However, coaches aren’t spending all day online, posting about the happenings in their daily lives like teenagers do.
DeShazo points out that most of their understanding of social media comes strictly from their interactions with recruits. That hinders their ability to help their players avoid the pitfalls of communicating on these platforms.
The main challenge for athletes on social media seems to be understanding their role in the medium.
While a normal 17-year-old can use social media in a comfortable bubble among friends and peers, top-tier recruits are the object of discussion among people they have never met.
“What’s different about these high-profile athletes is that they are the discussion on Twitter,” said Jimmy Sanderson, an associate professor in the department of communication studies at Clemson. “If I’m Robert Nkemdiche or someone of that nature, I’m literally the discussion.”
Considering the celebrity attached to a 5-star recruit such as Nkemdiche, it’s not surprising that a highly coveted prospect’s newfound fame comes with a bit of a culture shock.
Expecting student-athletes to handle those types of situations with maturity—usually without any type of training—is probably unrealistic.
Nkemdiche, who was the consensus No. 1 prospect in the class of 2013, endured some trying moments on Twitter, according to Josh Ward of MrSEC.com. After an early commitment to Clemson, he backed off that pledge and eventually signed with Ole Miss.
Nkemdiche’s flip-flop was not a rarity.
He was one of 10 5-star prospects in the 2013 class that did not sign with the school to which they originally committed. However, his social media celebrity and the public nature of the medium made his decision-making process a national news story for months and led to more than a few inappropriate messages on Twitter.
Daniel Hour, who is the manager of New Media and Recruiting Services at the University of Washington, notes fan sentiment toward a player can change instantly on social media.
“It’s discouraging to see the way they (student-athletes) are talked to or about on social media when they play poorly or decide on a school some fans may not approve of,” Hour said. “It’s not so much the criticism, but the name-calling and misguided anger and hatred directed at these kids. I can’t even imagine how the players feel about it, but it must not be fun for them at all. I mean, they’re kids.”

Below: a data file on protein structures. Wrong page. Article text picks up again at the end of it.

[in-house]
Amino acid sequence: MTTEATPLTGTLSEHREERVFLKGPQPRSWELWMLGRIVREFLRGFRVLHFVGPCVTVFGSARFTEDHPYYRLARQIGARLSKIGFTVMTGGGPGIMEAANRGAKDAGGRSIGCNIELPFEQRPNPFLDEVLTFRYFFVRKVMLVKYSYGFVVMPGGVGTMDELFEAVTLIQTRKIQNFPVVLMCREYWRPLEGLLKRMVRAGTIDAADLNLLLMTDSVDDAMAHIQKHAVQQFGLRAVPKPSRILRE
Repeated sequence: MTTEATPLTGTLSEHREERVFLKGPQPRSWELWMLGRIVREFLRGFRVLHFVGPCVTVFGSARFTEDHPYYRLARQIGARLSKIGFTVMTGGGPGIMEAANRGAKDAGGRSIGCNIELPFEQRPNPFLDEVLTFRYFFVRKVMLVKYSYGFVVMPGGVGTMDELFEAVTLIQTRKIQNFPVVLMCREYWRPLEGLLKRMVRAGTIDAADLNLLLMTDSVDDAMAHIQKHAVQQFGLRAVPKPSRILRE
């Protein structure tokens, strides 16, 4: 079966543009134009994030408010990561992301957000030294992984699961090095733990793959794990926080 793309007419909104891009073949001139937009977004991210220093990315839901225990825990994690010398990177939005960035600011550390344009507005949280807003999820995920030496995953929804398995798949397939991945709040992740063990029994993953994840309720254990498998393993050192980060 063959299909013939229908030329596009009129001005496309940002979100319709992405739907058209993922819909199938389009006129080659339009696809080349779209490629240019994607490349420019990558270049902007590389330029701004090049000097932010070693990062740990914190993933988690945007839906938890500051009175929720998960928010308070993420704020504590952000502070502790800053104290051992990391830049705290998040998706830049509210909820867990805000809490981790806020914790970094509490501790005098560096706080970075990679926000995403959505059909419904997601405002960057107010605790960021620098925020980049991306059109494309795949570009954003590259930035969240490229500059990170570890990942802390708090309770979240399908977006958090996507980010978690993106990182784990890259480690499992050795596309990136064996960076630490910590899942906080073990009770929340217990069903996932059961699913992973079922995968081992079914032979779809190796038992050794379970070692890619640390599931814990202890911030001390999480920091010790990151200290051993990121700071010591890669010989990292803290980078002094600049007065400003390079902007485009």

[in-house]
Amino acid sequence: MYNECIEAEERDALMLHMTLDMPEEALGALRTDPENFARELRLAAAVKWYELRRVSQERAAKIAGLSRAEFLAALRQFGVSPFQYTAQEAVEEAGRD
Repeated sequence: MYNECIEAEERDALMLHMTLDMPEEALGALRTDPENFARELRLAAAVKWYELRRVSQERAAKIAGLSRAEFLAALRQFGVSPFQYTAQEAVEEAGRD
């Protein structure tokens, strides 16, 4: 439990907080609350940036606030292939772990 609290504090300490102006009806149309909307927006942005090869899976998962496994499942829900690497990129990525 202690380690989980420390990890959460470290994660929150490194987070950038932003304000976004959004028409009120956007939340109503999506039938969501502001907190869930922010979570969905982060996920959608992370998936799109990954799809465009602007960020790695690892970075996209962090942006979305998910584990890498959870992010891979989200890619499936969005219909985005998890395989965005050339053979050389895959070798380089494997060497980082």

The challenges that social media presents put coaches and players in opposite roles. Coaches are experienced in dealing with pressure caused by outside influences, but they are unfamiliar with the communication platform. Players are hip to social media, but they are unaware of how to react when increased attention arrives.
With both parties in unfamiliar territory, and the public essentially having a front-row seat to witness every misstep, social media has become the most dangerous part of the recruiting process.
Epic Social Media Fails and Consequences
“They think that it’s just their 500 or 1,000 friends following them. Some recruits have many more followers than that, but they fall victim to a comfort zone of thinking it’s just them and their friends.”—Kevin DeShazo
Whether or not student-athletes realize it, the idea of being a regular teenager on social media disappears once their profile is created on Rivals, 247 Sports, ESPN or any other recruiting service.
Sree Sreenivasan, the current Chief Digital Officer at Columbia University and renowned social media expert says the biggest obstacle for rising recruits is comprehending the importance that each post holds.
“This is a serious business,” Sreenivasan said. “It can help you. It can hurt you. If anything you say can be taken out of context and hurt you, it will. So you have to be so careful. You have to understand, especially as an athlete, if you do have hopes of a professional career, that it could all be jeopardized in a single tweet, Facebook post or posting a photo on Instagram.”
Heisman Trophy winner Johnny Manziel is far from the only one to raise eyebrows with questionable tweets.
In fact, his alleged transgressions look tame in comparison to Florida State corner Tyler Hunter tweeting about killing cops, or Ohio State quarterback Cardale Jones posting about why he feels athletes shouldn't have to attend class (via ESPN).
Perhaps the most egregious example of Twitter gone wrong comes from former 4-star corner Yuri Wright. He was a star in the class of 2012 who had offers from programs such as Michigan, Notre Dame, USC and Alabama. He was a verbal commitment to the Wolverines before a series of profane tweets went viral.
“Wright was an elite prospect with big offers,” DeShazo said. “His dream was to go to Michigan. He had a private account, but someone took screenshots of horribly inappropriate tweets. Michigan pulled his scholarship. No schools would verify this, but they all pulled his offer after what this young man put online.”
Wright would eventually sign to play at Colorado.
In a story written by ESPN’s Jake Trotter, Wright reflected upon the incident that put his future in doubt.
Warning: The following Tweets are NSFW.
"Hopefully, other people will learn from what happened to me and make smarter choices," Wright said. "My days with social media are over, I promise. No more Twitter. No more Facebook. I have a phone, and if I want to talk to someone now, I'm just calling or texting them."